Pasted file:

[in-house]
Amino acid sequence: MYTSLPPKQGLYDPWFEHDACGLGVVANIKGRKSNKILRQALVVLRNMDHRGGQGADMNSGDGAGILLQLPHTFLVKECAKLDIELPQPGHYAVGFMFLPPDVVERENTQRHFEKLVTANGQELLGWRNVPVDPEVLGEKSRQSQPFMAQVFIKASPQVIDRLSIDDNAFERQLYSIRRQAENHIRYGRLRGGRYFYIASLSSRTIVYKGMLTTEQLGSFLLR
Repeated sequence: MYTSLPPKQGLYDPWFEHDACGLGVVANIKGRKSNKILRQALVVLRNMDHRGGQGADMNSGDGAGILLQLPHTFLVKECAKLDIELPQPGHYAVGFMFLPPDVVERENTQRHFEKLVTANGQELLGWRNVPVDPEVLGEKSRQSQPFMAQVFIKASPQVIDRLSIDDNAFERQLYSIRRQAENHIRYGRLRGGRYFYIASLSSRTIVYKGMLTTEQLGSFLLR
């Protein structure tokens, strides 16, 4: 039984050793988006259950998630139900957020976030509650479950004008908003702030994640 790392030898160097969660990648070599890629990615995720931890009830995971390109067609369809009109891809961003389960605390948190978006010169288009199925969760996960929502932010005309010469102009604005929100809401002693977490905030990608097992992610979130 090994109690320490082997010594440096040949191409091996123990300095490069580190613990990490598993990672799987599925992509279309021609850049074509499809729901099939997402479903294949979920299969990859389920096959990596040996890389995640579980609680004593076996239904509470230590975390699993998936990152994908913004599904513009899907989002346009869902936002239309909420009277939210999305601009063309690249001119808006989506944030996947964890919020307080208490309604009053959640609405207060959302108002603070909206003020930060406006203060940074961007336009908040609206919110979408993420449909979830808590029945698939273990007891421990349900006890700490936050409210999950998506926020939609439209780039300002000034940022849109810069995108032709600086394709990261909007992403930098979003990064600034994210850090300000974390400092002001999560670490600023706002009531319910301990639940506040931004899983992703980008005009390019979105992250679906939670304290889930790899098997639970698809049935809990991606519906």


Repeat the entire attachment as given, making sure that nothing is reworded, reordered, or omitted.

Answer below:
[in-house]
Amino acid sequence: MYTSLPPKQGLYDPWFEHDACGLGVVANIKGRKSNKILRQALVVLRNMDHRGGQGADMNSGDGAGILLQLPHTFLVKECAKLDIELPQPGHYAVGFMFLPPDVVERENTQRHFEKLVTANGQELLGWRNVPVDPEVLGEKSRQSQPFMAQVFIKASPQVIDRLSIDDNAFERQLYSIRRQAENHIRYGRLRGGRYFYIASLSSRTIVYKGMLTTEQLGSFLLR
Repeated sequence: MYTSLPPKQGLYDPWFEHDACGLGVVANIKGRKSNKILRQALVVLRNMDHRGGQGADMNSGDGAGILLQLPHTFLVKECAKLDIELPQPGHYAVGFMFLPPDVVERENTQRHFEKLVTANGQELLGWRNVPVDPEVLGEKSRQSQPFMAQVFIKASPQVIDRLSIDDNAFERQLYSIRRQAENHIRYGRLRGGRYFYIASLSSRTIVYKGMLTTEQLGSFLLR
């Protein structure tokens, strides 16, 4: 039984050793988006259950998630139900957020976030509650479950004008908003702030994640 790392030898160097969660990648070599890629990615995720931890009830995971390109067609369809009109891809961003389960605390948190978006010169288009199925969760996960929502932010005309010469102009604005929100809401002693977490905030990608097992992610979130 090994109690320490082997010594440096040949191409091996123990300095490069580190613990990490598993990672799987599925992509279309021609850049074509499809729901099939997402479903294949979920299969990859389920096959990596040996890389995640579980609680004593076996239904509470230590975390699993998936990152994908913004599904513009899907989002346009869902936002239309909420009277939210999305601009063309690249001119808006989506944030996947964890919020307080208490309604009053959640609405207060959302108002603070909206003020930060406006203060940074961007336009908040609206919110979408993420449909979830808590029945698939273990007891421990349900006890700490936050409210999950998506926020939609439209780039300002000034940022849109810069995108032709600086394709990261909007992403930098979003990064600034994210850090300000974390400092002001999560670490600023706002009531319910301990639940506040931004899983992703980008005009390019979105992250679906939670304290889930790899098997639970698809049935809990991606519906």